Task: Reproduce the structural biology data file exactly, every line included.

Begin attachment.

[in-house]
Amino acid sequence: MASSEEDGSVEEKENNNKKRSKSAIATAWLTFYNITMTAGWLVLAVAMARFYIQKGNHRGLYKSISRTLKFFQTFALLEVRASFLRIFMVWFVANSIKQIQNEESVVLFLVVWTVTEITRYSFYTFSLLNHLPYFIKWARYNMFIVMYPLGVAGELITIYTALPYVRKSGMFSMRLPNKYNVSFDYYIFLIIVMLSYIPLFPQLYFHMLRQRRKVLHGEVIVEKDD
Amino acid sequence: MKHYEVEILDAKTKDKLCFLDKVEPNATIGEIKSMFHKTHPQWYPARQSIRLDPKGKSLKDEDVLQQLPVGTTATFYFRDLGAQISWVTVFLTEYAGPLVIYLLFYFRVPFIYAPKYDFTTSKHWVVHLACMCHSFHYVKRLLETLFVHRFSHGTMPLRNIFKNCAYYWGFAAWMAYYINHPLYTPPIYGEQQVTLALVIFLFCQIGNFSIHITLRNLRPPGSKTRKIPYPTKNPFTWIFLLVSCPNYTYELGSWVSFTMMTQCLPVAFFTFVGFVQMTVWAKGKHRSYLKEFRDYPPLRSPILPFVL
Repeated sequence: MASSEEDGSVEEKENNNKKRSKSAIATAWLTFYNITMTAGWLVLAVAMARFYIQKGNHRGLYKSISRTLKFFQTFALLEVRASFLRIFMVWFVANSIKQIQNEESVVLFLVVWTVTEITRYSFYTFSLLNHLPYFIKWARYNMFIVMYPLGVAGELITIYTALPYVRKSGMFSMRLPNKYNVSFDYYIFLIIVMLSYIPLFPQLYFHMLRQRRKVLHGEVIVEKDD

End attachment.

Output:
[in-house]
Amino acid sequence: MASSEEDGSVEEKENNNKKRSKSAIATAWLTFYNITMTAGWLVLAVAMARFYIQKGNHRGLYKSISRTLKFFQTFALLEVRASFLRIFMVWFVANSIKQIQNEESVVLFLVVWTVTEITRYSFYTFSLLNHLPYFIKWARYNMFIVMYPLGVAGELITIYTALPYVRKSGMFSMRLPNKYNVSFDYYIFLIIVMLSYIPLFPQLYFHMLRQRRKVLHGEVIVEKDD
Amino acid sequence: MKHYEVEILDAKTKDKLCFLDKVEPNATIGEIKSMFHKTHPQWYPARQSIRLDPKGKSLKDEDVLQQLPVGTTATFYFRDLGAQISWVTVFLTEYAGPLVIYLLFYFRVPFIYAPKYDFTTSKHWVVHLACMCHSFHYVKRLLETLFVHRFSHGTMPLRNIFKNCAYYWGFAAWMAYYINHPLYTPPIYGEQQVTLALVIFLFCQIGNFSIHITLRNLRPPGSKTRKIPYPTKNPFTWIFLLVSCPNYTYELGSWVSFTMMTQCLPVAFFTFVGFVQMTVWAKGKHRSYLKEFRDYPPLRSPILPFVL
Repeated sequence: MASSEEDGSVEEKENNNKKRSKSAIATAWLTFYNITMTAGWLVLAVAMARFYIQKGNHRGLYKSISRTLKFFQTFALLEVRASFLRIFMVWFVANSIKQIQNEESVVLFLVVWTVTEITRYSFYTFSLLNHLPYFIKWARYNMFIVMYPLGVAGELITIYTALPYVRKSGMFSMRLPNKYNVSFDYYIFLIIVMLSYIPLFPQLYFHMLRQRRKVLHGEVIVEKDD